Kościukiewicz Wins Cybulski Award
Wojciech Zieliński, Mateusz Kościukiewicz, Agnieszka Grochowska, Urszula Grabowska.
Photo by Marcin Kułakowski, Polish Film Institute
The winners of the Zbyszek Cybulski Awards were announced last night in Warsaw. The top prize went to Mateusz Kościukiewicz for his performance in Matka Teresa od kotów (Mother Teresa of Cats) by Paweł Sala. The 10,000 PLN cash prize was funded by the Polish Film Institute.
“We would like to emphasize the extremely high level of this year’s competition. All entries were excellent and mature performances,” said jury representative Maja Ostaszewska.
“He was a man that never stopped. To those who have no fear – I would like to thank you for enabling me to do what I love,” said the award winner.
The Zbyszek Cybulski Award is an annual prize given to a Polish actor under the age of 35. The award’s history proves that the juries always focused on the greatest talents among Polish actors. This year’s nominees, apart from Kościukiewicz, were: Magdalena Boczarska for her role in Różyczka (Little Rose) by Jan Kidawa-Błoński, Urszula Grabowska for her role in Joanna by Feliks Falk, Agnieszka Grochowska for her roles in Trzy minuty (Three Minutes) by Maciej Ślesicki and Nie opuszczaj mnie (If You Let Me Go) by Ewa Stankiewicz, and Wojciech Zieliński for his roles in Chrzest (The Christening) by Marcin Wrona and Huśtawka (The Swing) by Tomasz Lewkowicz.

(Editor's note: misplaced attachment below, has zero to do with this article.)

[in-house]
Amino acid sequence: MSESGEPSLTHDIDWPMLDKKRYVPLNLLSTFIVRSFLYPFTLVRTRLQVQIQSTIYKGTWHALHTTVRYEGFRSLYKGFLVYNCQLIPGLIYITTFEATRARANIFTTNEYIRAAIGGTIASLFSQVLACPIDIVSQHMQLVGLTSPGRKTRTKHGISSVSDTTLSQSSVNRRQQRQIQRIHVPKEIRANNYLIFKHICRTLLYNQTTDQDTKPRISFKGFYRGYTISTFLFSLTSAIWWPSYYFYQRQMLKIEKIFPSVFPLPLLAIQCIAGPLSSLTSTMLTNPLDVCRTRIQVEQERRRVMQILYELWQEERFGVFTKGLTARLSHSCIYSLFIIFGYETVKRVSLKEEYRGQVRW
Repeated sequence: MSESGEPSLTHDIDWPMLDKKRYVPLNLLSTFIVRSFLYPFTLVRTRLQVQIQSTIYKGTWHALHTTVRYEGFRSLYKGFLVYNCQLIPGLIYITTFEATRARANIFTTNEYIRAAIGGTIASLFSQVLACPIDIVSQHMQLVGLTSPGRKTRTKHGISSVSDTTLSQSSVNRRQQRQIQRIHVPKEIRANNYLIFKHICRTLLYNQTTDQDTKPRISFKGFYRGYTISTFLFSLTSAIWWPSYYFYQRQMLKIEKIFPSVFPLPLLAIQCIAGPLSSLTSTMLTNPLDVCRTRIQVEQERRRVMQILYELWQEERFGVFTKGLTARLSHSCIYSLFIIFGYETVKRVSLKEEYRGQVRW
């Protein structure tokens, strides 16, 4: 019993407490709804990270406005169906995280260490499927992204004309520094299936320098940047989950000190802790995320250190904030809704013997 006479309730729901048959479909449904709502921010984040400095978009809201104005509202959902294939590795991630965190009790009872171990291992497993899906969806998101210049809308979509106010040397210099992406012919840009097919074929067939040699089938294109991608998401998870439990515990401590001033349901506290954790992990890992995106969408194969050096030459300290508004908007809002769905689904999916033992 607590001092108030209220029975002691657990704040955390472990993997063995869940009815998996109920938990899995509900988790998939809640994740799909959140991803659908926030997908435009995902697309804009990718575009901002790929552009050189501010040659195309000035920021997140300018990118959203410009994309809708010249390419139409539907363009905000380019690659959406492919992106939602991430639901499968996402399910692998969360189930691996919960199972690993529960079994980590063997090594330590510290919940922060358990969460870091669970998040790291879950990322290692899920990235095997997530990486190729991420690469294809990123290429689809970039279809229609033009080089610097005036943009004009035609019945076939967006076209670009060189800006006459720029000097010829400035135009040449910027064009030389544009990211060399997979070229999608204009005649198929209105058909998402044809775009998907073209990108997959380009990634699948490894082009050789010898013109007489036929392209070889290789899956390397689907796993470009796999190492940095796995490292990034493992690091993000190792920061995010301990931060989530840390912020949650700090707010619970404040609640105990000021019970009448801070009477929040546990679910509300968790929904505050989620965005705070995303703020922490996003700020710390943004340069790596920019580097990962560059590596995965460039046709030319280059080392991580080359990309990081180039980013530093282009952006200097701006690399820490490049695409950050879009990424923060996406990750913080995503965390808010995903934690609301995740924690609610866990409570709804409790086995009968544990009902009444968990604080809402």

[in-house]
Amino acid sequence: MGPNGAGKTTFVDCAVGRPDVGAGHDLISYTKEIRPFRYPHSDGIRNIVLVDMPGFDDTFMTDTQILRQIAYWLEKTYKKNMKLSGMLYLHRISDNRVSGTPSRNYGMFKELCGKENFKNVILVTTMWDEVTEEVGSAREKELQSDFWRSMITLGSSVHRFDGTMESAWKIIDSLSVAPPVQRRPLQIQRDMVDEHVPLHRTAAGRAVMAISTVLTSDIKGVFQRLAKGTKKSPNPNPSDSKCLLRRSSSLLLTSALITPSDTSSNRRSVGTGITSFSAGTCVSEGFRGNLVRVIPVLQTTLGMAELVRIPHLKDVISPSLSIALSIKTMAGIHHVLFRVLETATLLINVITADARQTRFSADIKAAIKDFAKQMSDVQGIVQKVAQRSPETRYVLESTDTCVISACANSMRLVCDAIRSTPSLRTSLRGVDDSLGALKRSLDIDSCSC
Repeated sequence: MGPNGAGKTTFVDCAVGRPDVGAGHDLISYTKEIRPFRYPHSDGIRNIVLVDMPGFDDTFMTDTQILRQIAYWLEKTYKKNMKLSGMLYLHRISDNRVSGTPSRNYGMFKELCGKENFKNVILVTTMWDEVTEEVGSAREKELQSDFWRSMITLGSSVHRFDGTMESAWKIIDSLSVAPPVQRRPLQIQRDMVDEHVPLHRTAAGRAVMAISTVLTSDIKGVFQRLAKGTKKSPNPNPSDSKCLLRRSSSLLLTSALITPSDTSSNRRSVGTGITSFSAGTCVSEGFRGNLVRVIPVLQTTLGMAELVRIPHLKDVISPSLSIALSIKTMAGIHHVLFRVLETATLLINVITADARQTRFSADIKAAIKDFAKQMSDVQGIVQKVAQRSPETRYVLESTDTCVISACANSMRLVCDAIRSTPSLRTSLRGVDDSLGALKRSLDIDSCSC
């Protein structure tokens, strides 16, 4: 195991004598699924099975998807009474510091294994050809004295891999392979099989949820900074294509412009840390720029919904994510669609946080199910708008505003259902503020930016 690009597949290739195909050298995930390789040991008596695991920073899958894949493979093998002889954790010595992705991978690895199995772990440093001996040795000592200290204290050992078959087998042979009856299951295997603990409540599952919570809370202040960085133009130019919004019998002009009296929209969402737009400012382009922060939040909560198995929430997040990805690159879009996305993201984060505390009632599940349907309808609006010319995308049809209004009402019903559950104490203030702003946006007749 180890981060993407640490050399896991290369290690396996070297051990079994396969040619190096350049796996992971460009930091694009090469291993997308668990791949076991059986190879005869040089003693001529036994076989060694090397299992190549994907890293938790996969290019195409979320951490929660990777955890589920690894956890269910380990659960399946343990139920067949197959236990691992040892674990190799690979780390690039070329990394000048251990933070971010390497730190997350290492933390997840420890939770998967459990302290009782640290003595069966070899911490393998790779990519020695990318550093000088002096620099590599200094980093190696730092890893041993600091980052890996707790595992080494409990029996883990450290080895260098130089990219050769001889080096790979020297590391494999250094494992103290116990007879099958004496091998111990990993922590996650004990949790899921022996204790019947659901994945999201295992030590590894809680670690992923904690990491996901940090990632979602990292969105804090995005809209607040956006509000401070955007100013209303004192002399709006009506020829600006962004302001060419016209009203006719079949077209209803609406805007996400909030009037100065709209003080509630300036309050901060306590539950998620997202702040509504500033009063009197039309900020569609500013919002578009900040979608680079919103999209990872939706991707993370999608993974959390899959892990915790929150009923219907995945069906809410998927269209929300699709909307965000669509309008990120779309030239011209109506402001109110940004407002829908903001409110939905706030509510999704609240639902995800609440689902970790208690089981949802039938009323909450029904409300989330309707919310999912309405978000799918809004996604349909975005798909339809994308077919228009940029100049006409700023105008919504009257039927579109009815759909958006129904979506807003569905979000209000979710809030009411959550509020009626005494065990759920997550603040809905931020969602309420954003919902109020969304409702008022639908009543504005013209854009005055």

It was Wojciech Zieliński who received the Audience Award, voted in an online poll.
“I suspect that I owe this award mostly to my very large family. Even if only my aunts voted, that alone would amount to about 4,000 votes,” joked Zieliński.
The literary special mention was also presented at the awards gala.
“The Boleslaw Michałek Award has been presented annually for the past thirteen years. We wanted to introduce an award that would honour the most significant book on film-related areas published in a given year, and to recognize a filmmaker who sees film as a certain complex cultural entity. I hope that this particular ‘thirteen’ will prove to be very lucky,” said editor-in-chief of Kino magazine, Andrzej Kołodyński.
The winner was Adam Garbicz, author of “Kino wehikuł magiczny. Przewodnik osiągnięć filmu fabularnego. Podróż piąta. 1974-1981” (“Cinema, the Magic Vehicle. A Guide to Its Achievement. Journey Five: 1974-1981”).
“Cinema is a way of conveying a spiritual message; it takes us into another dimension. I wanted to show this unique system of experiencing emotions,” said Garbicz.
The winner received a statuette and a 10,000 PLN cash prize, funded by the Polish Film Institute.
Other nominated books were: “Historia kina polskiego. Twórcy, filmy, konteksty” (“The History of Polish Cinema. The Creators, the Films, the Context”) by Tadeusz Lubelski, “Małe wielkie kino. Film animowany od narodzin do końca okresu klasycznego” (“The Small Great Cinema. Animated Film from its Early Days to the End of the Classic Period”) by Paweł Sitkiewicz, “Harmonia świata. Twórczość Nikity Michałkowa” (“World Harmony. The Works of Nikita Mikhalkov”) by Łucja Demby, and “Poetyka kina japońskiego. Tom 1.” (“The Poetics of Japanese Cinema. Volume 1”) by Krzysztof Loska.
The Zbyszek Cybulski Award is organized and hosted by the “Kino” Foundation. It was created by film critic Wiesława Czapińska, who passed away last September.
Translated by Karolina Kołtun